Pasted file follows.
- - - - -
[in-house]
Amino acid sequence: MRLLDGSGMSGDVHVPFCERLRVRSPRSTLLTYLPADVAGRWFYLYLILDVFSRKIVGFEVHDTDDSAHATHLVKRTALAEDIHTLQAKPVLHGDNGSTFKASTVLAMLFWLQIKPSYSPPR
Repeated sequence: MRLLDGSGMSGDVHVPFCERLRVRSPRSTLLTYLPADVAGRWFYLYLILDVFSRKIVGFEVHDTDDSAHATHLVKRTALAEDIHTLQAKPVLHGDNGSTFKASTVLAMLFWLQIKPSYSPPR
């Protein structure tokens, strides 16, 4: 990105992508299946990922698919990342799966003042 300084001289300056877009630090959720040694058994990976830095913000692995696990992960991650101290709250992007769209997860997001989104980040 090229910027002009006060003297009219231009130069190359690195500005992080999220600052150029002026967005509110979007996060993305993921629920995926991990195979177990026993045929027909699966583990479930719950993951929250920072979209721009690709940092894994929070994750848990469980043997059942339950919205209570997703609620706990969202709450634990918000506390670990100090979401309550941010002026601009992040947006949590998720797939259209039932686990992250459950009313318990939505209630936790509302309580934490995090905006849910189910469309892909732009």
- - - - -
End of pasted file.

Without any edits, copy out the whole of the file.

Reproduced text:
[in-house]
Amino acid sequence: MRLLDGSGMSGDVHVPFCERLRVRSPRSTLLTYLPADVAGRWFYLYLILDVFSRKIVGFEVHDTDDSAHATHLVKRTALAEDIHTLQAKPVLHGDNGSTFKASTVLAMLFWLQIKPSYSPPR
Repeated sequence: MRLLDGSGMSGDVHVPFCERLRVRSPRSTLLTYLPADVAGRWFYLYLILDVFSRKIVGFEVHDTDDSAHATHLVKRTALAEDIHTLQAKPVLHGDNGSTFKASTVLAMLFWLQIKPSYSPPR
């Protein structure tokens, strides 16, 4: 990105992508299946990922698919990342799966003042 300084001289300056877009630090959720040694058994990976830095913000692995696990992960991650101290709250992007769209997860997001989104980040 090229910027002009006060003297009219231009130069190359690195500005992080999220600052150029002026967005509110979007996060993305993921629920995926991990195979177990026993045929027909699966583990479930719950993951929250920072979209721009690709940092894994929070994750848990469980043997059942339950919205209570997703609620706990969202709450634990918000506390670990100090979401309550941010002026601009992040947006949590998720797939259209039932686990992250459950009313318990939505209630936790509302309580934490995090905006849910189910469309892909732009």